Poole does not know how much property CVCC needs to accommodate a new college or how much funding it would take to construct a new site, but he said that CVCC’s board of directors will discuss the proposal in their upcoming meeting.

“We’re not far enough into the conversation to be able to be clear about what our needs are going to be for the future, but this is an opportunity for us to build a state-of-the-art facility for the community to use,” Poole said.

“I think it could be a good thing for both schools,” Falwell said in an article by the News and Advance. provide access to Wards Road at the Harvard Street intersection, near CVCC.

According to CVCC officials, the idea to sell the land was proposed in part because the school, which was built in 1966, is sorely outdated and is locked in on all sides, limiting future growth.

“The first thing that we’re looking at is that the campus is becoming land locked with one entrance, and all of the growth in the area is causing traffic problems,” CVCC Vice President of Finance John Poole said. “The idea of building a whole new campus that meets today’s requirements for an institution of higher education really makes the idea quite palatable.”

According to the Virginia Community College System policy manual, before the sale can occur, the VCCS State Board must approve it. Depending on the details of the sale, it may need the approval of the General Assembly and the governor.

Liberty officials said that in the coming months, a commercial real estate appraiser will determine the full market value of the property. The university’s facilities team will also evaluate the site.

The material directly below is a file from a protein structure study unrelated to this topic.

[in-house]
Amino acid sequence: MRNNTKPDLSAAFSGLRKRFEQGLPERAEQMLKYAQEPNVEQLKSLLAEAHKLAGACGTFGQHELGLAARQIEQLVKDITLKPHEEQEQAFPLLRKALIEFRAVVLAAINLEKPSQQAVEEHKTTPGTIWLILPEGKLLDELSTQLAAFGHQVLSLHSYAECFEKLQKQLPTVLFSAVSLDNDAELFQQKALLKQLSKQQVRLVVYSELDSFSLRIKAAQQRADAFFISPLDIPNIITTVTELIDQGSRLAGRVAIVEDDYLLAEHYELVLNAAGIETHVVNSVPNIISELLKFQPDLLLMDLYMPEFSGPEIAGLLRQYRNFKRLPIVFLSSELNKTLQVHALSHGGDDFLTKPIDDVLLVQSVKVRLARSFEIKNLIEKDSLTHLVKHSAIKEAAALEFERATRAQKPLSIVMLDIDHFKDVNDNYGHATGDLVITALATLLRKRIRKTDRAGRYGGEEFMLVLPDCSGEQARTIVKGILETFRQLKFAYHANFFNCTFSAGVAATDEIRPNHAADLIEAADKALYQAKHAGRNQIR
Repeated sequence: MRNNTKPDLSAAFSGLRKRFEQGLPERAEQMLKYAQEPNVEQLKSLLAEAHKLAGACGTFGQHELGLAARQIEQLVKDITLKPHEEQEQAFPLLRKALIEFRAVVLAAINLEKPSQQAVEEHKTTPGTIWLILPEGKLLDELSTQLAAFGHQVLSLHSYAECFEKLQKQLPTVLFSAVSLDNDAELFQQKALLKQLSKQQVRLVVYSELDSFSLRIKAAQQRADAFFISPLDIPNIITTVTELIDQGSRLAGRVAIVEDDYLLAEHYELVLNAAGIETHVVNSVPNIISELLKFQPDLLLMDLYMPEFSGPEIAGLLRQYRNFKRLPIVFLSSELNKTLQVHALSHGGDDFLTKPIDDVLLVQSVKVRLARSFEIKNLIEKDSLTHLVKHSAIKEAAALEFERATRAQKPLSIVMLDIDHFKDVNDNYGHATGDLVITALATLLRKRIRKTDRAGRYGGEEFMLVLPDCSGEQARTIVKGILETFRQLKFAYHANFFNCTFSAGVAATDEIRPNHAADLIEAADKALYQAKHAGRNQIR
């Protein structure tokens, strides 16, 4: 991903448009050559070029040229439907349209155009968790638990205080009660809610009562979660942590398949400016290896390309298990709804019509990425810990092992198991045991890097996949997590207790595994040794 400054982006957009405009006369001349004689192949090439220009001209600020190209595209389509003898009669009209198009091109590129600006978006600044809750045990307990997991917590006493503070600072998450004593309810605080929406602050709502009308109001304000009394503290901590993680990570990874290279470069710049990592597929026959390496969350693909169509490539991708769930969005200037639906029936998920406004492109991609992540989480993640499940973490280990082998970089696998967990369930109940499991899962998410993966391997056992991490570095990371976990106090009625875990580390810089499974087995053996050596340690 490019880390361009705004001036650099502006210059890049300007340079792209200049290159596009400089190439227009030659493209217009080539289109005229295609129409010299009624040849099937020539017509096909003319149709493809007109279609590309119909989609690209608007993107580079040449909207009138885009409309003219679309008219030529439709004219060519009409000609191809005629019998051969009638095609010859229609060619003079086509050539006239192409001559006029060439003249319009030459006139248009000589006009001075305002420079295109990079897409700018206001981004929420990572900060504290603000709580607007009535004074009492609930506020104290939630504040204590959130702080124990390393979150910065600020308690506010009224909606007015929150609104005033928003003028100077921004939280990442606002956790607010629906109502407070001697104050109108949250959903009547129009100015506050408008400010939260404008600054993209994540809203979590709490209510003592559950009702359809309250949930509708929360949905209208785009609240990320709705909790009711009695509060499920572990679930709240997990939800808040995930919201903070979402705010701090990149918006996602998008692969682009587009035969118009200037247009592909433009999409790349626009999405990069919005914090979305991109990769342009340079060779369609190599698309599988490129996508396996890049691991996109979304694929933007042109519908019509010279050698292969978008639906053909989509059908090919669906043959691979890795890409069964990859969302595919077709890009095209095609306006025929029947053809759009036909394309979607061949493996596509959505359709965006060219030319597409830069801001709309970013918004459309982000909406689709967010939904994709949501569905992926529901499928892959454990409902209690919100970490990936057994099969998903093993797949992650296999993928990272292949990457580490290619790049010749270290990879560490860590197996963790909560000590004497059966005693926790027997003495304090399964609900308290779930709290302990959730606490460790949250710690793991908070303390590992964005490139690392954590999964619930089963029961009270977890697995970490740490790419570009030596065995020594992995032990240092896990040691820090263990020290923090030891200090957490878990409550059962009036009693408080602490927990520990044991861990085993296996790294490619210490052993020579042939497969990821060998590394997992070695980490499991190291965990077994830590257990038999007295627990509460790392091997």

The market value of the college is unknown at this point, but Poole said that CVCC will have an independent assessment done.

If the purchase does take place, Liberty has yet to determine how the site would be incorporated into its current campus. Falwell does want staff to determine whether it is cheaper to refurbish the CVCC campus or construct a new building on one of the pieces of land that Liberty already owns.

“The actual use of the property and buildings has not been determined, although research is being done,” Askew said. “The land swap is certainly a possibility if an agreement can be reached with CVCC’s current facilities.”

According to Falwell, Liberty has two large areas for future expansion. The first is in the area between East Campus and the airport along the U.S. 460/29 bypass. The other is the land that runs several miles east from the Wingate and the new intramural fields below the Snowflex Centre.

Falwell also said that a new interchange will soon be built at Odd Fellows Road on the US 460/29 bypass, about a mile from Liberty.

“Liberty needs to determine if it would be preferable to build new facilities in these two areas or purchase the CVCC property and refurbish the older buildings there,” Falwell said. “Price will be a major factor in making this decision, along with the timing — that is, how quickly the community college could relocate compared to how long it would take to build new facilities on Liberty property. The land near the planned highway interchange could be swapped with CVCC as part of the deal to provide a location for a new CVCC campus.”

Poole does not know how much property CVCC needs to accommodate a new college or how much funding it would take to construct a new site, but he said that CVCC’s board of directors will discuss the proposal in their upcoming meeting.

“We’re not far enough into the conversation to be able to be clear about what our needs are going to be for the future, but this is an opportunity for us to build a state-of-the-art facility for the community to use,” Poole said.

“I think it could be a good thing for both schools,” Falwell said in an article by the News and Advance.